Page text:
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  • Writer's pictureYogaKoh Team

What is Yoga Butt Anyway?



“Yoga butt” is a broad term to explain gluteal tendinopathy or proximal hamstring tendinopathy.


What is -> Tendinopathy? It occurs when a repetitive load is placed on a tendon without adequate recovery. Yoga Butt is specifically referring to an irritation or inflammation of the hamstring tendons at their attachment site on the ischial tuberosity (the sitting bone).


In the yoga world, ‘proximal hamstring tendinopathy’ is the one that tends to show up the most, due to all the forward folds and split variations that our hamstrings go through during a practice. Since tendons have a limited amount of elasticity, these kinds of poses can cause the tendons to become overstretched and irritated. (see below example)





Hamstring tendinopathy is not just an overuse injury, but also an underloading issue, which means -> The tissues haven’t been subjected to enough challenge and have therefore lost their ability to tolerate the stress of certain movements or joint positions, resulting in pain and irritation (aka poor function). So in simple terms they need to be strengthened not just stretched.


How do you know you have it? -> It typically presents as pain around the sit bones but can radiate down the back of the thigh. A deep, dull ache that has you grabbing where your bum meets your thigh. In worse versions it can effect even the most simple movements, like sitting down, literally anytime the top of the hamstring is asked to lengthen.


SO WHAT CAN YOU DO ABOUT IT…?


# 1 tip - STRENGTHEN YOUR HAMMY’s!!! yoga poses generally doesn’t incorporate hamstring strengthening. Combined with frequent and sometimes extreme stretching, this can exacerbate the issue and cause overall function and load tolerance to decrease.


Start to incorporate strengthening exercises. In fact “Isometric exercises are proven to provide an analgesic effect (aka pain relief) for tendons. So think holding bridge pose, (with heels further away from body), holding for 60 seconds each and allowing a 90 second recovery per round. You can then progress this load and move up to exercises like single leg bridges, hamstring curls, heel slide outs, crab walks you name it.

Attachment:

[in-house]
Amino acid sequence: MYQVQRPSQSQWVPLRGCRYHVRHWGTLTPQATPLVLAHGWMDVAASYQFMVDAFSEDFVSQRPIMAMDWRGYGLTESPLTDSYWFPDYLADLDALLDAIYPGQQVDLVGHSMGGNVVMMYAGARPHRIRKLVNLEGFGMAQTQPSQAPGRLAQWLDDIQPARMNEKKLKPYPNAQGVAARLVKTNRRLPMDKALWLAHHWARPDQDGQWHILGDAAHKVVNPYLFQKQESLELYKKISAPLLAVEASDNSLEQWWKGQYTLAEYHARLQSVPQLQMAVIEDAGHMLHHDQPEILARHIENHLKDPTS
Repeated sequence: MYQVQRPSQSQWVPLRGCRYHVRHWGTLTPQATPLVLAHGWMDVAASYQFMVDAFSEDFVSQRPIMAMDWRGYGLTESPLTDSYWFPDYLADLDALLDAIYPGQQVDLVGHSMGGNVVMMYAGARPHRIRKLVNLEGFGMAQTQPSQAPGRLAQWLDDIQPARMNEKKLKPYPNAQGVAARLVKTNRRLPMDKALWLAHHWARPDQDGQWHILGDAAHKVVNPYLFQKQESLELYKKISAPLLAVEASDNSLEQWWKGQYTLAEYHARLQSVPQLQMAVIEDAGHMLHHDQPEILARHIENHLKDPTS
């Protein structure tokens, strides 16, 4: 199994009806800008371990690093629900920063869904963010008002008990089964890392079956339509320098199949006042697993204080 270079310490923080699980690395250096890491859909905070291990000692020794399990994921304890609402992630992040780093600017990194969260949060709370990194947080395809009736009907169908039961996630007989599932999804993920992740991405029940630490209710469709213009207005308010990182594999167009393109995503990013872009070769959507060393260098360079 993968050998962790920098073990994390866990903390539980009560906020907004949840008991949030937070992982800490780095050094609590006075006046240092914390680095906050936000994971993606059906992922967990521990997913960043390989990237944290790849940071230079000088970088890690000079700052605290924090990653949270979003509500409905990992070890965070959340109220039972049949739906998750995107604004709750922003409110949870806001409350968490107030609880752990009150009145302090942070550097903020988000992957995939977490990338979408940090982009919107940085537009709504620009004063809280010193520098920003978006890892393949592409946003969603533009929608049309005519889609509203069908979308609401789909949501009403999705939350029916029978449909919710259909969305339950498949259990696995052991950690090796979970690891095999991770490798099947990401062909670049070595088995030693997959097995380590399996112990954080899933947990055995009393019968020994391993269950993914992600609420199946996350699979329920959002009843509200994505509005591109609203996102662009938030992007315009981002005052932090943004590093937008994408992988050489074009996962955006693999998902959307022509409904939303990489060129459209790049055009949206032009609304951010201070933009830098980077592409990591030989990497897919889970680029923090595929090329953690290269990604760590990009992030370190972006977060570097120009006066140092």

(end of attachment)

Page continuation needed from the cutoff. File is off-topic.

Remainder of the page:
Weak hamstrings also often means weak glutes.. So getting those strong will also help!




#2 tip - RECOVERY: When you feel like you have maxed out your efforts and your body is telling you to take a break, LISTEN. You will know this when a certain area is slow to fire, or respond to the movements you are asking of it. You are very sore or felt the beginning stages of a ‘bad pain’ sensation. Tendons do not like to be stretched when they are inflamed and recovering. So switch it up and do something different. This may mean modifying things for awhile.


#3 tip - Myofascial or Trigger Release therapies can be helpful to release tension in surrounding muscles to help your body start to function as a cohesive until.


With the body we always need to incorporate the YIN to the YANG. Strength compliments length. Rest compliments Action. Make sure you are seeing both sides when it comes to working with in the body.


Practice On!




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